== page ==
addressalign-toparrow-leftarrow-rightbackbellblockcalendarcameraccwcheckchevron-downchevron-leftchevron-rightchevron-small-downchevron-small-leftchevron-small-rightchevron-small-upchevron-upcircle-with-checkcircle-with-crosscircle-with-pluscrossdots-three-verticaleditemptyheartexporteye-with-lineeyefacebookfolderfullheartglobegmailgooglegroupshelp-with-circleimageimagesinstagramFill 1linklocation-pinm-swarmSearchmailmessagesminusmoremuplabelShape 3 + Rectangle 1ShapeoutlookpersonJoin Group on CardStartprice-ribbonprintShapeShapeShapeShapeImported LayersImported LayersImported Layersshieldstartickettrashtriangle-downtriangle-uptwitteruserwarningyahoo

Our Lives with Pterosaurs Mark Witton, University of Portsmouth

Our Lives with Pterosaurs  Mark Witton, University of Portsmouth  

Tuesday 15 April, 7:30 for 8:00pm start

Pterosaurs, sometimes confusing known as 'pterodactyls', were flying reptilian contemporaries of dinosaurs. They used membranous wings to evolve powered flight before any other vertebrates and were tremendously successful, developing at least 140 species across 160 million years of evolution, spreading to every continent, and on several occasions, attaining wingspans rivalling those of small planes. Their dynasty finally ended 66 million years ago in the K/Pg extinction which wiped out 75% of life on Earth, but what if it hadn't? In this richly illustrated, slightly tongue-in-cheek talk, we'll explore what modern life may be like if pterosaurs had pulled through the Cretaceous mass extinction to live alongside mankind. In the process, we'll discuss which of the many types of pterosaur may have survived until the modern day, analyse their anatomy to learn if they'd be worth farming as livestock, look at their dietary habits to see if we - as so many films suggest - be at predation risk from wild giant pterosaurs and, most important of all, learn if we could ride them to work. The answers to these questions touch on many new areas of research into pterosaur palaeobiology, and many of the explanations and answers may be quite surprising - new science on pterosaurs suggests they are not the cumbersome, clumsy animals we once thought we knew!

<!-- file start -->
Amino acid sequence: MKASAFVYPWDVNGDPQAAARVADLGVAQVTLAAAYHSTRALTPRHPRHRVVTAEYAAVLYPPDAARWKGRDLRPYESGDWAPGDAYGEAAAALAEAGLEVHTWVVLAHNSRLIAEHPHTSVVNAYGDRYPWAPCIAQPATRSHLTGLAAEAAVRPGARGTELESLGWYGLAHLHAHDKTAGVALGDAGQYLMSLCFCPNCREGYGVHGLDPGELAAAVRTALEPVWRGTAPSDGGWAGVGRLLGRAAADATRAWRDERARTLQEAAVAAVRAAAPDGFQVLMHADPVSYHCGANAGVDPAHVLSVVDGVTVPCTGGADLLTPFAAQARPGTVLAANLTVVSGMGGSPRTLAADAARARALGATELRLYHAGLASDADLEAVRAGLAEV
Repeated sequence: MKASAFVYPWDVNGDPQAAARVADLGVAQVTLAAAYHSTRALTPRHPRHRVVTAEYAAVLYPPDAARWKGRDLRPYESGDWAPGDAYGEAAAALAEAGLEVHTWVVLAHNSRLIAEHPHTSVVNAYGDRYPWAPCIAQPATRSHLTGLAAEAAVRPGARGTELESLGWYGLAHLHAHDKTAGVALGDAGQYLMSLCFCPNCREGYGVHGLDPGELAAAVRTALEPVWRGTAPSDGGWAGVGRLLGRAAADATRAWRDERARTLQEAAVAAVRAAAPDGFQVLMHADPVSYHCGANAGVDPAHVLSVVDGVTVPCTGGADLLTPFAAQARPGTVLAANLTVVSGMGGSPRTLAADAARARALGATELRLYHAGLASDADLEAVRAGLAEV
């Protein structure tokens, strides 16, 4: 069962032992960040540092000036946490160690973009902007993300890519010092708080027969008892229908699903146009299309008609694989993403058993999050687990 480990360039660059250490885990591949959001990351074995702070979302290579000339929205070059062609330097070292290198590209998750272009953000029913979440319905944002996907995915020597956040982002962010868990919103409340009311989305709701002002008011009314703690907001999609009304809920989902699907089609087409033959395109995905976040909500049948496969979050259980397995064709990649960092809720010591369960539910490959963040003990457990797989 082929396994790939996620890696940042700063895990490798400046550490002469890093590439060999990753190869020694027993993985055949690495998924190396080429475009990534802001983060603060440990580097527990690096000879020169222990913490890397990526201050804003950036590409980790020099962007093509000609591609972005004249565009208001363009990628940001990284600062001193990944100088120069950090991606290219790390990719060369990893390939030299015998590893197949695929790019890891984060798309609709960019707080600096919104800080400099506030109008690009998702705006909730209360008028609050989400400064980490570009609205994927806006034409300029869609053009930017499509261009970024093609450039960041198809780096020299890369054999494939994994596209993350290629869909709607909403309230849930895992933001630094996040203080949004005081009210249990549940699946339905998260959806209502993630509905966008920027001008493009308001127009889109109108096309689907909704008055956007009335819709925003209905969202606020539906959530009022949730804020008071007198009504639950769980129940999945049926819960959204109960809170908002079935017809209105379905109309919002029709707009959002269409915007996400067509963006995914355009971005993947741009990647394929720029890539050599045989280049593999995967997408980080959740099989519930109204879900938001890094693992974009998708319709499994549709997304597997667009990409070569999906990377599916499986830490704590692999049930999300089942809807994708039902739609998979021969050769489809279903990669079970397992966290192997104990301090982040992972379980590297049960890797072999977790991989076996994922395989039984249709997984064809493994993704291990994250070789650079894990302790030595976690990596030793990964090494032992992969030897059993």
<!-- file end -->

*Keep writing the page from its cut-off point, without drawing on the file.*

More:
Mark Witton is a palaeontological researcher at the University of Portsmouth specialising in pterosaurs, a group of flying reptiles related to, and contemporaneous with, the dinosaurs which didn't evolve into birds. His research into these animals involves aspects of their taxonomy, lifestyles, flight mechanics and terrestrial locomotion, and he has a particular interest in the giant pterosaurs, animals as tall as giraffes with wingspans the size of small planes. His book 'Pterosaurs: Natural History, Evolution, Anatomy' (Princeton University Press) is dedicated to these flying reptiles. Mark also serves as a semi-professional palaeoartist, restoring the life appearance of ancient animals for scientific papers, books, television and magazine articles. - see his website, , while newer pieces and palaeontological essays can be found at his blog, . Follow Mark on Twitter @MarkWitton.

Join or login to comment.

  • Dipti

    Informative and entertaining.

    April 16, 2014

  • Stolathetoga

    Really good and informative talk and well-delivered. My knowledge of Pterosaurs is vastly improved albeit from a low base! The interesting part is that even now we are only scratching the surface of this area of study.

    April 16, 2014

  • Dipti

    What's there not to like about flying reptiles, I can't wait.

    April 13, 2014

21 went

People in this
Meetup are also in:

Sign up

Meetup members, Log in

By clicking "Sign up" or "Sign up using Facebook", you confirm that you accept our Terms of Service & Privacy Policy